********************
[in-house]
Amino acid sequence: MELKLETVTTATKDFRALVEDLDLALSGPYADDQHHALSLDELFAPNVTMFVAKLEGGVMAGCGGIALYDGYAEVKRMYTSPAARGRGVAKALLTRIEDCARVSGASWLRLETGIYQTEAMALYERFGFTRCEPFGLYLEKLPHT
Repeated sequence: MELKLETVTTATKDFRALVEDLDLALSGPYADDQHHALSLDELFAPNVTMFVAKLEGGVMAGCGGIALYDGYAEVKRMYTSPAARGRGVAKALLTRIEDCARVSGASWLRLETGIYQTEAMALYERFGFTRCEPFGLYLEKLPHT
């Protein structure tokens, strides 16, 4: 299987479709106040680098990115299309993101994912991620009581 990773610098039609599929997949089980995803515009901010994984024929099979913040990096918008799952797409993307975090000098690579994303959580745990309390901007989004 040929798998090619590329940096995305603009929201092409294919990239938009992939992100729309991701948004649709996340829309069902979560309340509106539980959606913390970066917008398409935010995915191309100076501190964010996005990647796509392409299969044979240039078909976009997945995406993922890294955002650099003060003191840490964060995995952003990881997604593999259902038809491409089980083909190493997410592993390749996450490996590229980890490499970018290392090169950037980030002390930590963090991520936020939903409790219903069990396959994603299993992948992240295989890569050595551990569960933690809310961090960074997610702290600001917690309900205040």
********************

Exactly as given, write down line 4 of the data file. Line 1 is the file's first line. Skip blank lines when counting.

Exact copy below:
């Protein structure tokens, strides 16, 4: 299987479709106040680098990115299309993101994912991620009581 990773610098039609599929997949089980995803515009901010994984024929099979913040990096918008799952797409993307975090000098690579994303959580745990309390901007989004 040929798998090619590329940096995305603009929201092409294919990239938009992939992100729309991701948004649709996340829309069902979560309340509106539980959606913390970066917008398409935010995915191309100076501190964010996005990647796509392409299969044979240039078909976009997945995406993922890294955002650099003060003191840490964060995995952003990881997604593999259902038809491409089980083909190493997410592993390749996450490996590229980890490499970018290392090169950037980030002390930590963090991520936020939903409790219903069990396959994603299993992948992240295989890569050595551990569960933690809310961090960074997610702290600001917690309900205040």